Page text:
CES provides us the opportunity to look at the latest and greatest products in each technology vertical. Our NAS coverage started with Asustor's AS4000 series last week. Today, we will take a look at the updates from Synology. While there was only one 'new' hardware product introduced during the course of CES (the Rangeley-based 1U 4-bay RS818+/RS818RP+, along with a 4-bay RX418 expansion unit), the software updates turned out to be much more interesting. Synology demonstrated three major packages.

Moments

Synology already has a great photo backup and viewing package in Photo Station. By combining it with the traditional PC backup process and the DS Photo mobile app, it became an effective tool to manage albums. Synology is adding Moments, a completely new application, that allows users to backup, organize, and sort their photographs. Synology claims that the deep learning and automatic organization tools that are part of Moments allow it to identify various aspects of the photos and sort them into albums automatically during the indexing process. Moments will also come with a separate mobile app to enable easy backup of daily photos.

I have found this aspect of Google Photos to be incredibly useful, and it is exciting to see something similar come without any associated privacy concerns. Synology's official page for the Moments feature indicates that some of the deep learning features are available only on models with powerful CPUs.

Drive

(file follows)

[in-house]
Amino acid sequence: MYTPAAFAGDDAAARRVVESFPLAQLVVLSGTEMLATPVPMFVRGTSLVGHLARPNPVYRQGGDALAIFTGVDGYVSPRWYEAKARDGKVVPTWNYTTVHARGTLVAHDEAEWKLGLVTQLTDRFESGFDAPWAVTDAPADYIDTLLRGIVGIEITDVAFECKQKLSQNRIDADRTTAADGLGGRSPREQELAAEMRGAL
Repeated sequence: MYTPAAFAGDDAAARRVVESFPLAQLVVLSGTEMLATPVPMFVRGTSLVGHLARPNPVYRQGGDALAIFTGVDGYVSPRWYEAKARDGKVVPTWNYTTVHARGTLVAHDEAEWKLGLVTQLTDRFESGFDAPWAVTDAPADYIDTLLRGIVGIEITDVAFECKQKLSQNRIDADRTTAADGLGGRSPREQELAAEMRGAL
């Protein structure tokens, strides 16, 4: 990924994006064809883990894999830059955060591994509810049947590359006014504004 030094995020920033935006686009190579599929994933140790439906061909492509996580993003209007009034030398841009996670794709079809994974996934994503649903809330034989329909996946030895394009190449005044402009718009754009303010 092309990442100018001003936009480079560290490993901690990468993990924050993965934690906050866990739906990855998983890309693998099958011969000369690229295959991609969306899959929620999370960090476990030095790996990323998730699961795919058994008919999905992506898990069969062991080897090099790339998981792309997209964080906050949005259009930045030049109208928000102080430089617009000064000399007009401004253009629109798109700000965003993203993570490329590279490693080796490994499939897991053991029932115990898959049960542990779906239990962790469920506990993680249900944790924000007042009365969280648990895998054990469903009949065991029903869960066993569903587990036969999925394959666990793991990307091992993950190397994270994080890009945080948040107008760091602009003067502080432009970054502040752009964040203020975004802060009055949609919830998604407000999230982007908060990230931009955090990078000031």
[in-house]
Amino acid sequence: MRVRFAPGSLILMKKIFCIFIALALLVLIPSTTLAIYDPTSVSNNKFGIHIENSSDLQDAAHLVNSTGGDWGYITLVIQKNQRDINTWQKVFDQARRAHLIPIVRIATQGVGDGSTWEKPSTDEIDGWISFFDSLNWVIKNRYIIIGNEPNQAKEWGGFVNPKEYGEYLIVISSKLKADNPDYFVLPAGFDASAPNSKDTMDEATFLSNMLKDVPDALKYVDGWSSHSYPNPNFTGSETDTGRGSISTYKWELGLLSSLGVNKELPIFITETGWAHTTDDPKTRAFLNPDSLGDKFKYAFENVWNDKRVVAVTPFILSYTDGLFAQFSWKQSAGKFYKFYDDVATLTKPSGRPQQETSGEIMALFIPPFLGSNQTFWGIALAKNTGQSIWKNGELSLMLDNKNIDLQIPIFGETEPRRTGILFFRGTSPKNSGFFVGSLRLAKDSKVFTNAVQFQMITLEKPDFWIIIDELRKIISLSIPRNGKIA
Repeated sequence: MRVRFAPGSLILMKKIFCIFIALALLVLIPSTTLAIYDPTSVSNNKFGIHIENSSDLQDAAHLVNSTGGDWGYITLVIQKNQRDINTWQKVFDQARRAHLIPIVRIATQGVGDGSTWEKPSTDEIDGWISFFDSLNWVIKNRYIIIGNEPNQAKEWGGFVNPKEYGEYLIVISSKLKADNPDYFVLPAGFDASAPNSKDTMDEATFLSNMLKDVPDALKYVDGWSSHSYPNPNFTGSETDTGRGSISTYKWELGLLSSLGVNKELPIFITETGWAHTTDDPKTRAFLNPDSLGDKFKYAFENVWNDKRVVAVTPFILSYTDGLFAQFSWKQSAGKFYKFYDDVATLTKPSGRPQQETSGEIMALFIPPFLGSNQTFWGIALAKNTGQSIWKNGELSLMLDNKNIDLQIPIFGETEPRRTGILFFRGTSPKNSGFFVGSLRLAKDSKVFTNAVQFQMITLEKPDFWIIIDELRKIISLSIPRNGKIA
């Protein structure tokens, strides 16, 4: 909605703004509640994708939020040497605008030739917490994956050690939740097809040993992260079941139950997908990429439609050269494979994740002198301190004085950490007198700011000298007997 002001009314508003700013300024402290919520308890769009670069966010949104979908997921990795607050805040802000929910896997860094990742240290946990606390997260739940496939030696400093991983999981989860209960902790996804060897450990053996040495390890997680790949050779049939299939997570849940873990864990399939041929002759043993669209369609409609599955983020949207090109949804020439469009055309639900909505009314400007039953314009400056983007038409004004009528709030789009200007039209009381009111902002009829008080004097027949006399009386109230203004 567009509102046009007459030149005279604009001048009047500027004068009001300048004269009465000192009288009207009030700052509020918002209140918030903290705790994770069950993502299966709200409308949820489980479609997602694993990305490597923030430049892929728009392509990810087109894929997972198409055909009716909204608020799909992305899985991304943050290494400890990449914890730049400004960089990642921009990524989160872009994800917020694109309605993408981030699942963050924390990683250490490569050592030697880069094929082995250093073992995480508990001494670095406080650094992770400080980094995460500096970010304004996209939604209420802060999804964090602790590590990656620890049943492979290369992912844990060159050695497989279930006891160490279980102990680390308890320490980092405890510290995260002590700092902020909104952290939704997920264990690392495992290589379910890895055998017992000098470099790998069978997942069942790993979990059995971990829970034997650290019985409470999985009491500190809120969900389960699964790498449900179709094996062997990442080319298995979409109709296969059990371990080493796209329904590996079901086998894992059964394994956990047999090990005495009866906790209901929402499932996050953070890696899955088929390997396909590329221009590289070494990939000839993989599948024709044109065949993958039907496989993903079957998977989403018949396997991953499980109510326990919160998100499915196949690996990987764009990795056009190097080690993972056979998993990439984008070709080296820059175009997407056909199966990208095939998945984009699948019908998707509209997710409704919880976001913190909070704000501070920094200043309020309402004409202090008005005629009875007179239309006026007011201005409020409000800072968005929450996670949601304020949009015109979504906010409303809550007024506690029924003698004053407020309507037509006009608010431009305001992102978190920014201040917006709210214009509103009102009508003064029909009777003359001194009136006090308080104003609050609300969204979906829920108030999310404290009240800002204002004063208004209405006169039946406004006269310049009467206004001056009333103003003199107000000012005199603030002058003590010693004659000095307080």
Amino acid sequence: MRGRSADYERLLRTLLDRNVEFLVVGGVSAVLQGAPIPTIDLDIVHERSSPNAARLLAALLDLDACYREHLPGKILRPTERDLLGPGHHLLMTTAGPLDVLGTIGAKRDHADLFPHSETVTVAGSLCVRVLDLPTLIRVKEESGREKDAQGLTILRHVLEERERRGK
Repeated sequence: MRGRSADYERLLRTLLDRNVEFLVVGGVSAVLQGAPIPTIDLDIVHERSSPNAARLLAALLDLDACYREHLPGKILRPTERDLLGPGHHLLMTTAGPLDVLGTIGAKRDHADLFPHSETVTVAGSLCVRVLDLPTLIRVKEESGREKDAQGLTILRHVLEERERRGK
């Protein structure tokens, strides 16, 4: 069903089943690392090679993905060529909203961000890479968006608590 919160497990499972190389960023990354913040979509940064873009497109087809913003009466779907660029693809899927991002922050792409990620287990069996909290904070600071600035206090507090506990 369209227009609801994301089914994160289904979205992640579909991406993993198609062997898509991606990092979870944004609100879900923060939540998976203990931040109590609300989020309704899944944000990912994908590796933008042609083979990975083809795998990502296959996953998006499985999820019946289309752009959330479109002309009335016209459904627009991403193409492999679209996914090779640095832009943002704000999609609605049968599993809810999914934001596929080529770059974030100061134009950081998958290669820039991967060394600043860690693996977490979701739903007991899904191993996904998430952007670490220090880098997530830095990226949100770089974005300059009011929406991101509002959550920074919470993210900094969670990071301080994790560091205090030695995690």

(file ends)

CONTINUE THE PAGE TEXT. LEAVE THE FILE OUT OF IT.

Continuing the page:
Synology is launching Drive as a revamped version of the existing Cloud Station suite. It would not be wrong to say that the multitude of 'Cloud' packages such as Cloud Station Server, Cloud Station ShareSync, Cloud Station Backup, and Cloud Sync only ended up confusing the average user. Synology is betting on the new Drive package to act as a single portal for all of the file management and syncing needs.

There is an emphasis on team collaboration, with the Office feature (discussed below) using the Drive as the hub. Desktop and mobile clients ensure that users / teams can have access to the files in an organized manner from any device. It also has basic synchronization functionality (in effect, a private Dropbox-like feature). The universal search feature helps users to quickly find relevant documents and files.

Office

Synology has been making an effort to extend the functionality of their NAS models by providing typical business productivity applications with a multi-user focus. Synology users had two packages - Documents and Spreadsheets - to replicate the functionality of online browser-based real-time collaborative office tools. A presentations package, Slides, is being added now.

The Drive package is used as the management front-end for all the Office tools.

Before looking at the hardware on show at CES, a quick mention of the Synology OS (DiskStation Manager) 6.2 beta release is in order. It includes updates to the Storage Manager (adds a data scrubbing feature) and the iSCSI Manager (new LUN with btrfs that enables almost instantaneous snapshotting regardless of LUN size), along with some new snapshot and replication features. Synology showed the following recently introduced hardware at the show:

DS218 (PDF): Based on the Realtek RTD1296 with a quad-core Cortex-A53, this 2-bay value-series member allows 4K transcoding on-the-fly. It also supports snapshots (a first for the ARM-based Synology value series).

DS3018xs (PDF): Based on the Intel Pentium D1508 Broadwell-DE SoC (dual-core), this 6-bay desktop NAS can be scaled up to 30 bays. It also has two internal M.2 slots, 4x GbE ports, and supports an optional 10GbE card.